https://www.gearslutz.com/board/6974319-post19.html

After that I decide not to use any method that he cannot reach...

Quote:
Originally Posted by SörenHjalmarsson View Post
That might be so, but that's a generalization... It all depends on the impedance of the boundary structure, aswell as the boundary/speaker relationship. 40cm might have sufficed, it might have not, or it might have been overkill...
To measure (a true) impedance of boundaries you possibly need an impedance probe which is very expensive.... If bermudaben doesn't have impedance probe, and if he doesn't know what to do with measurement results from acoustic impedance measurement system, then we must find a way how to help him to treat his room without an impedance probe and enough knowledge, but with a decent measurement microphone and with enough knowledge how to do a basic acoustical measurements...
Basic advises for loudspeaker placement that may be found at stickies, is really helpful. Solving SBIR issues or non-issues are integrated in a basic loudspeaker placement methods, and people may find a best response, this means, they find the best compromise for all SBIR issues in room in one process, with single target: finding a most flat frequency response... (without any equalizer)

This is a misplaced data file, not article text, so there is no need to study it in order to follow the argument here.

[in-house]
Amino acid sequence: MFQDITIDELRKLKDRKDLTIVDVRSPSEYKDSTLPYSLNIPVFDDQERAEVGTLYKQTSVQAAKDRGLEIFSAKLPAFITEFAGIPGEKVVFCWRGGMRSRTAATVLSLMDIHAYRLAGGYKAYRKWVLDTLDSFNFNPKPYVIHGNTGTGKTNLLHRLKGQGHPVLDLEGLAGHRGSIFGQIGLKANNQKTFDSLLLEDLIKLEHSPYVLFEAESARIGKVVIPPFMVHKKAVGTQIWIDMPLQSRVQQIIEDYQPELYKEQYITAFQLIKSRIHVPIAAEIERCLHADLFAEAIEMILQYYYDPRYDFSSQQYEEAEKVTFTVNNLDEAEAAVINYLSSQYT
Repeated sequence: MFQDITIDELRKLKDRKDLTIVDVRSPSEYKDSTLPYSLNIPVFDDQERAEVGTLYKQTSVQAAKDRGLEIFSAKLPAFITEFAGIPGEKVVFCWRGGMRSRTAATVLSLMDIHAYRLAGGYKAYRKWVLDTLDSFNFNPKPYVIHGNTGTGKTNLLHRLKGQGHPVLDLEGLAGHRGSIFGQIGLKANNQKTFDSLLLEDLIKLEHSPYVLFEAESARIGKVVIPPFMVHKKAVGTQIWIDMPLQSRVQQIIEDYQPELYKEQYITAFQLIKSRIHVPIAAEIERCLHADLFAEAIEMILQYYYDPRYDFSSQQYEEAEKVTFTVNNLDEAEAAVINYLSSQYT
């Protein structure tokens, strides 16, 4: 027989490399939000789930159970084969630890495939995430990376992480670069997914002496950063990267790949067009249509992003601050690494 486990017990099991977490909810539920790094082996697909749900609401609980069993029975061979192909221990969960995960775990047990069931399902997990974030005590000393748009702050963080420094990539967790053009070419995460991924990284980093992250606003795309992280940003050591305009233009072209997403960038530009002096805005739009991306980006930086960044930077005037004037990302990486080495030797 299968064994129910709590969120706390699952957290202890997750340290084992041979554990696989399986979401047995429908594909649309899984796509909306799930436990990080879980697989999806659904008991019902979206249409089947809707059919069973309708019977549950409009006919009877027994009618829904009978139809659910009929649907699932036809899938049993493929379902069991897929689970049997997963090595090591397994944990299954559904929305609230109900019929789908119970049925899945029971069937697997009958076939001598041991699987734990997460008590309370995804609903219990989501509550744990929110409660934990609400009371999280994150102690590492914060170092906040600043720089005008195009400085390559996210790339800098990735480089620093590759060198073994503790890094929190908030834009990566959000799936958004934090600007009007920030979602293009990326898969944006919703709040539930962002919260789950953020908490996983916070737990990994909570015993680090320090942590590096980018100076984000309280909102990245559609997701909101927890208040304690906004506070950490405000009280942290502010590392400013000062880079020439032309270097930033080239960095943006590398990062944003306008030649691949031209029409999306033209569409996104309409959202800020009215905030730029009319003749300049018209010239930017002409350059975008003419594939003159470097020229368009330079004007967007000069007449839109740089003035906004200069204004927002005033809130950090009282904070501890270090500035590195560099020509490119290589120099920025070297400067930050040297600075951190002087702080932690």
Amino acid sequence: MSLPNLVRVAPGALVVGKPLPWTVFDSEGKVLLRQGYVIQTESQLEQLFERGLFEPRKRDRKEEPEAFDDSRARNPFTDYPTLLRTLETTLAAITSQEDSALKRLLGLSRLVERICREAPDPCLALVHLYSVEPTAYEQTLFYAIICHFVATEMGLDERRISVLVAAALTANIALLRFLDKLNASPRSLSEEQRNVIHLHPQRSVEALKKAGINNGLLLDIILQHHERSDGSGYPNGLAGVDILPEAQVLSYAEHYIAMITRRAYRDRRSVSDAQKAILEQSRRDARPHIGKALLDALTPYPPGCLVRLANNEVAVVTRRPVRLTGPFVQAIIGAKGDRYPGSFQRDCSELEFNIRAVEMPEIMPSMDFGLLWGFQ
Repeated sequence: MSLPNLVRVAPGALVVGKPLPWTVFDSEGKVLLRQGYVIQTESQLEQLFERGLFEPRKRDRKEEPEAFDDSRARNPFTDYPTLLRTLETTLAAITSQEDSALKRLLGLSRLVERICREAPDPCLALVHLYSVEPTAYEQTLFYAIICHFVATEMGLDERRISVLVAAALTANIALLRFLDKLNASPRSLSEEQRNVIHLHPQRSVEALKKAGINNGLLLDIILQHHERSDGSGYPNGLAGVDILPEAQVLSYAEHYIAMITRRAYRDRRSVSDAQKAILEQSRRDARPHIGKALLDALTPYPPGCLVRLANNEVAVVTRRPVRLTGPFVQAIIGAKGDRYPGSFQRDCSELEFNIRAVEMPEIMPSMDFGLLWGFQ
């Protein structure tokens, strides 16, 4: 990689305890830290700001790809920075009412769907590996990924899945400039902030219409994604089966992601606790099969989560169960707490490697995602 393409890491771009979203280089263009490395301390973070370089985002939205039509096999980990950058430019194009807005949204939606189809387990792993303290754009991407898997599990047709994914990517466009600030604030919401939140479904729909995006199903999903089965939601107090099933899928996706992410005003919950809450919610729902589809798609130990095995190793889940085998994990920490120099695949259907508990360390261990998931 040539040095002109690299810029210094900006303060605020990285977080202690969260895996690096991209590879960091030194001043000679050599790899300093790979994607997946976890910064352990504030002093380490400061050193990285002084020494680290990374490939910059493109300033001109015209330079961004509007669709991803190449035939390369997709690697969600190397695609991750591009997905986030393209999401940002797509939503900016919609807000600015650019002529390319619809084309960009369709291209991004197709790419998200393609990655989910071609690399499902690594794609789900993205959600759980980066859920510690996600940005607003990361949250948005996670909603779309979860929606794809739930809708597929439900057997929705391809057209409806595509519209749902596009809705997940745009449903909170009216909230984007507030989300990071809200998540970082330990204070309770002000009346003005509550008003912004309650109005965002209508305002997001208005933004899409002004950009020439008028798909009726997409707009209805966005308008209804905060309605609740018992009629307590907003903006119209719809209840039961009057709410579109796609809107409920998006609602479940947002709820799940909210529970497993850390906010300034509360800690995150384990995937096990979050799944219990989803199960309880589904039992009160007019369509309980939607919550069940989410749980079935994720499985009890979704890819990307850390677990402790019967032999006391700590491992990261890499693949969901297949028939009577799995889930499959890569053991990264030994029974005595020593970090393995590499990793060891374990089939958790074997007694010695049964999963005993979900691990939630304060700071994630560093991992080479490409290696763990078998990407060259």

I don't know what is may be easier than this.
Quote:
Originally Posted by SörenHjalmarsson View Post
But we can still take advantage of it, like with flush mounting.
Yes, of course, but I don't like to tell someone, that he need to buy an extra equalizer after acoustical treatment is started, without agreement before start... and I also believe that there are better methods.

Quote:
Originally Posted by SörenHjalmarsson View Post
What i was trying to say earlier was that: SBIR can never be good, but we can use the proximity effect to our advantage (like with flush mounting).